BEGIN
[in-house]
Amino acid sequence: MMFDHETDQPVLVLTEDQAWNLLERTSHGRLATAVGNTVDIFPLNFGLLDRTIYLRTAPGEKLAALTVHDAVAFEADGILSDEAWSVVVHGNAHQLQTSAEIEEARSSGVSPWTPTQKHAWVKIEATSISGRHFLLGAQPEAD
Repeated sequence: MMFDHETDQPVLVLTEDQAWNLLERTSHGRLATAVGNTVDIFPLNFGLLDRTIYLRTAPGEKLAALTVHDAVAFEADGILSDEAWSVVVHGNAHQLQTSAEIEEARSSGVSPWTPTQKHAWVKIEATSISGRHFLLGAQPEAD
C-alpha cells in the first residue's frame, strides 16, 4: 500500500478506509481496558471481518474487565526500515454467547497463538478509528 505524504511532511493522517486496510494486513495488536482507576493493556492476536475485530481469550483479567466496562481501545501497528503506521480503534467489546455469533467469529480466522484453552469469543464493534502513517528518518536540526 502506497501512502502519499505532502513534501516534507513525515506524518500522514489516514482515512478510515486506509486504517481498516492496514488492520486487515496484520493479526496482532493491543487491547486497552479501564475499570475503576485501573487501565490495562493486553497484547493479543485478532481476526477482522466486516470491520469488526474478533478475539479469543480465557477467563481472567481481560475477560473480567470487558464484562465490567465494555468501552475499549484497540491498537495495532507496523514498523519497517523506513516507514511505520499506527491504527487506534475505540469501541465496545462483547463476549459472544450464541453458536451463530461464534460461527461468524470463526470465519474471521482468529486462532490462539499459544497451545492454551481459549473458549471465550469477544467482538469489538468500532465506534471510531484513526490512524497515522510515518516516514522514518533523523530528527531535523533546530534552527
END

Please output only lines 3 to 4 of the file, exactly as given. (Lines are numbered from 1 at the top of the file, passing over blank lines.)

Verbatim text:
Repeated sequence: MMFDHETDQPVLVLTEDQAWNLLERTSHGRLATAVGNTVDIFPLNFGLLDRTIYLRTAPGEKLAALTVHDAVAFEADGILSDEAWSVVVHGNAHQLQTSAEIEEARSSGVSPWTPTQKHAWVKIEATSISGRHFLLGAQPEAD
C-alpha cells in the first residue's frame, strides 16, 4: 500500500478506509481496558471481518474487565526500515454467547497463538478509528 505524504511532511493522517486496510494486513495488536482507576493493556492476536475485530481469550483479567466496562481501545501497528503506521480503534467489546455469533467469529480466522484453552469469543464493534502513517528518518536540526 502506497501512502502519499505532502513534501516534507513525515506524518500522514489516514482515512478510515486506509486504517481498516492496514488492520486487515496484520493479526496482532493491543487491547486497552479501564475499570475503576485501573487501565490495562493486553497484547493479543485478532481476526477482522466486516470491520469488526474478533478475539479469543480465557477467563481472567481481560475477560473480567470487558464484562465490567465494555468501552475499549484497540491498537495495532507496523514498523519497517523506513516507514511505520499506527491504527487506534475505540469501541465496545462483547463476549459472544450464541453458536451463530461464534460461527461468524470463526470465519474471521482468529486462532490462539499459544497451545492454551481459549473458549471465550469477544467482538469489538468500532465506534471510531484513526490512524497515522510515518516516514522514518533523523530528527531535523533546530534552527